Nigeria's social media plan could 'restrict growth': analyst

STORY: Digital marketing agency CEO Tiwalola Olanubi has concerns.

Draft regulations in Nigeria will require social media platforms to open offices in the country and appoint contact persons with the government.

Olanubi, who founded Lagos-based Dotts Media House, says he doesn't think government intervention will stop at the new code of practice.

"What they are trying to do really is to control the digital space and as soon as you do that, you restrict that growth of the economy generally.’’

A spokesperson for the country's information technology development agency said the code of practice was developed with input from Twitter, Facebook, WhatsApp, Instagram, Google and TikTok, among others.

Such platforms are popular in Africa's most populous nation.

In 2020, the #EndSARS hashtag trended on Twitter for weeks and gained worldwide recognition as Nigerians protested police abuse.

In July 2021 the Nigerian government suspended Twitter after it removed a post from President Muhammadu Buhari threatening to punish regional secessionists.

Olanubi says what the government can't control, they ban or restrict.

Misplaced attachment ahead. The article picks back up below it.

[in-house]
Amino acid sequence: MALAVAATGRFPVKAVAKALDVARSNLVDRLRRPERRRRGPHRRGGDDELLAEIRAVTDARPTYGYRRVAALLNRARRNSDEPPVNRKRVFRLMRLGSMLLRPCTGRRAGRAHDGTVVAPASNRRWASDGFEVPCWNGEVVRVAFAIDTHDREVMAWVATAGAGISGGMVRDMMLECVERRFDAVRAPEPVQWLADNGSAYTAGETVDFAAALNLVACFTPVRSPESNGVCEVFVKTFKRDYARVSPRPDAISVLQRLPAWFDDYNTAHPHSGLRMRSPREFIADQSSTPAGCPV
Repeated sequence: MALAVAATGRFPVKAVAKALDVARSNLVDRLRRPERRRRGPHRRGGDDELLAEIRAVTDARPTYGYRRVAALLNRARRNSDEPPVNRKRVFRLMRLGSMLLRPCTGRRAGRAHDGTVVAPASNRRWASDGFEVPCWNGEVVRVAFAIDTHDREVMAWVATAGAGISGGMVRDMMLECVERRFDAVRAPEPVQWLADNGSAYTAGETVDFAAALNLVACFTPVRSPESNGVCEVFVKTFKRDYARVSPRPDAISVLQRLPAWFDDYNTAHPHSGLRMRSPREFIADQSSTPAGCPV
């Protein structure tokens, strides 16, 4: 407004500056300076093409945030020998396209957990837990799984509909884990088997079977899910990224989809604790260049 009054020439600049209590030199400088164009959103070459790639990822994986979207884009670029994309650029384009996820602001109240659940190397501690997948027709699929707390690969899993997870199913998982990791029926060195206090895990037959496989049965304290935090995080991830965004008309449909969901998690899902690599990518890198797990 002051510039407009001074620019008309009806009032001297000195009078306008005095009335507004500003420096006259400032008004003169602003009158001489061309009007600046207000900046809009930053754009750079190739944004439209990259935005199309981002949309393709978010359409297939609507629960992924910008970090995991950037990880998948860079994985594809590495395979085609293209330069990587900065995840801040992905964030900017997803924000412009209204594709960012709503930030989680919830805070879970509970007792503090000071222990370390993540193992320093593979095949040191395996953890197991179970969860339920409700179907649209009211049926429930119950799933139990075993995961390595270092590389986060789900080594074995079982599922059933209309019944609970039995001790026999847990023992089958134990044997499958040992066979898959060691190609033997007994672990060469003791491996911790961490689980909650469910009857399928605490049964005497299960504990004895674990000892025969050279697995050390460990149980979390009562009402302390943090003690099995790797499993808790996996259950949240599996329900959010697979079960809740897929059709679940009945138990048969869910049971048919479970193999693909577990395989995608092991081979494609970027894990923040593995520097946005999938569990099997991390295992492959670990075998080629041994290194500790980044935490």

But he also sees some positives.

"For example I think that the social platforms also being present in Nigeria or being present in the country gives individuals and agencies also better options of being able to collaborate with them."

The National Information Technology Development Agency says platforms would be required to provide users or authorized government agencies with relevant information, including for preserving security and public order.

They would also have to file annual reports including the number of registered users in Nigeria and complaints received, as well as the content taken down due to misinformation and disinformation.

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